Neil Canton

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Back To The Future Review


Extraordinary
A classic adventure that holds up perfectly today aside from a few green-screen gaffes, Back to the Future is a quintessential '80s flick that combines science fiction, action, comedy, and romance all into a perfect little package that kids and adults will both devour. I know I did when I saw this film as a teenager, anxiously wishing I could zip back in time too to stand up to a bully, right some wrongs, and otherwise fix the mistakes that I made... never mind my parents. Michael J. Fox is perfect in the lead role (though the film was original half-shot with Eric Stoltz in the lead), but Christopher Lloyd ("Damn! Damn damn!") steals the show as Doc Brown, whose Delorean time machine enables all the madcap adventures that follow. Overall it's about as perfect as a summer blockbuster amusement can get. Check out the DVD set of all three Back to the Future movies, a huge bargain at under 20 bucks.

Back To The Future Part III Review


Very Good
Ah, this is the one you see on cable TV all the time. I'm not sure why, but I suppose it's because Back to the Future Part III holds up on its own as well as the original and much better than Part II, which kind of abruptly ends in the middle of the story. This is the old west part of the tale, which begins when Doc Brown (Christopher Lloyd) is inadvertently sucked back to 1885, and through a convolution of events, Marty (Michael J. Fox) heads back there as well to save Doc's life. Eventually there's another problem preventing the duo from returning to 1985: There's no gasoline for the Delorean in 1885 and they can't get the car up to the required 88 miles per hour. Whoops. Overall this is a good time, but the steampunk adventure doesn't thrill us quite as much as the original, which features a very similar arc. By now, old Biff (here as "Buford") has worn thin and comes off as primarily an excuse to add more conflict, and Mary Steenburgen's abrupt love interest is a no-show.

Back To The Future Part II Review


Excellent
Back to the Future takes a darker turn with this first of two sequels (which were shot together, perhaps for the first time in film history that more than one film was made simultaneously for a staggered release), in which the relatively quaint and simple time travel arc from BTTF gets far more confusing and, in some ways, more fulfilling. The setup from the first film -- Marty's son is in trouble in 2015 -- turns out to be a MacGuffin and of little consequence. The real point is to get Marty into the future and to get a now aged Biff into the Delorean and back to 1955, where he gives his younger self a sports almanac that lets him instantly become a millionaire through sports betting. This sends Marty back again to 1955, where he has to get the almanac away from Biff while avoiding his other self, who's busy dealing with mom and dad. Time travel starts to get a little mindbending here, and along with its convolutions and ominous tone (Hill Valley is now a dangerous slum), it's not nearly as popular as parts 1 and 3. Still, it's a good film and rewards an attentive viewer with tons of inside jokes and kooky predictions about the future (look at how many fax machines everyone was supposed to have!).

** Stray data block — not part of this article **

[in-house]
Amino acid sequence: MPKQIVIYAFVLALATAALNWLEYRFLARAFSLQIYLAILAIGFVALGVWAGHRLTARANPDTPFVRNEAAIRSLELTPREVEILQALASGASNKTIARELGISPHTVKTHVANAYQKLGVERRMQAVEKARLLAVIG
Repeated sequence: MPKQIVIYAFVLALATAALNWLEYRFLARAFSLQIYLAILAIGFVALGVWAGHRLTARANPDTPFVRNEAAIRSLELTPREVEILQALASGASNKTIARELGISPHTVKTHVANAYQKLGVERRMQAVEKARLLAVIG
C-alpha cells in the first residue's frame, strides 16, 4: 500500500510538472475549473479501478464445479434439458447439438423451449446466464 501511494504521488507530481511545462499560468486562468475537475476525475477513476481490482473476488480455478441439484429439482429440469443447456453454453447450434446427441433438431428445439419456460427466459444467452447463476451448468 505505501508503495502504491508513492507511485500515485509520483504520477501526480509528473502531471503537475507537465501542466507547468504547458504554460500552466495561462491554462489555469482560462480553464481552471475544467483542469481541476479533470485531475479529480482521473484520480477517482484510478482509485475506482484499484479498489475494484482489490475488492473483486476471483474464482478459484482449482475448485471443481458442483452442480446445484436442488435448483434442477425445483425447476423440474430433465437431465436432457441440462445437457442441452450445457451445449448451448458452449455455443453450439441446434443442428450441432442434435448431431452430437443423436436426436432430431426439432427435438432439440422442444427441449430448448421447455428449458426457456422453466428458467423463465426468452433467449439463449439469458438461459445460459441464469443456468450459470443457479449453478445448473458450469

Get Carter (2000) Review


Weak
Forget Get Carter. Instead... get me a cup of coffee.

What the hell has happened to all good American action movies? Did I unknowingly miss a meeting somewhere? When did all of the bad-ass, kicking butt and taking names, gun-toting, crazed, vengeful characters of the 1980s -- from such films as Commando, Cobra, Predator, Raw Deal, First Blood -- suddenly turn into innocent, compassionate, sensitive, teary-eyed knuckleheads. The only place to turn these days for an honest action film is towards the East -- and I don't mean New York City.

Continue reading: Get Carter (2000) Review

The Witches Of Eastwick Review


Good
This 1980s sensation turned a lot of heads with its scandalous tale of Jack Nicholson -- playing the devil, or at least a devil -- who woos three shrewish women in the small town of Eastwick (think Salem, Massachusetts), turning them essentially into his whores. Ultimately this is a platform for Nicholson to bust loose with what might be his most gregarious performance ever, an over-the-top phantasmagoria that distracts you from the largely absent plot.

The Adventures Of Buckaroo Banzai Across The 8th Dimension Review


Very Good
He's a rock star. He's a surgeon. He's a scientist who has completed the work of his father and has managed to travel through solid matter by punching into the 8th dimension in his rocket car.

He's Buckaroo Banzai, inhabited by the inimitable Peter Weller in a role that has granted him cult status among the geeks of the world. In this film (originally intended to be the first of a series but petering out after the debut), Banzai's trip into the 8th dimension sets off an intergalactic war of sorts, as a former interdimensional traveler (who came out wholly insane in the form of Lord John Whorfin (John Lithgow)) is trying to get Banzai's Oscillation Overthruster for himself, in order to bring a plague of evil aliens to destroy the earth. And of course there are good aliens that just won't have any of that -- and they're set to blow up the earth themselves if Whorfin succeeds.

Continue reading: The Adventures Of Buckaroo Banzai Across The 8th Dimension Review

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Get Carter (2000) Movie Review

Get Carter (2000) Movie Review

Forget Get Carter. Instead... get me a cup of coffee.What the hell has happened...

The Adventures of Buckaroo Banzai Across the 8th Dimension Movie Review

The Adventures of Buckaroo Banzai Across the 8th Dimension Movie Review

He's a rock star. He's a surgeon. He's a scientist who has completed...

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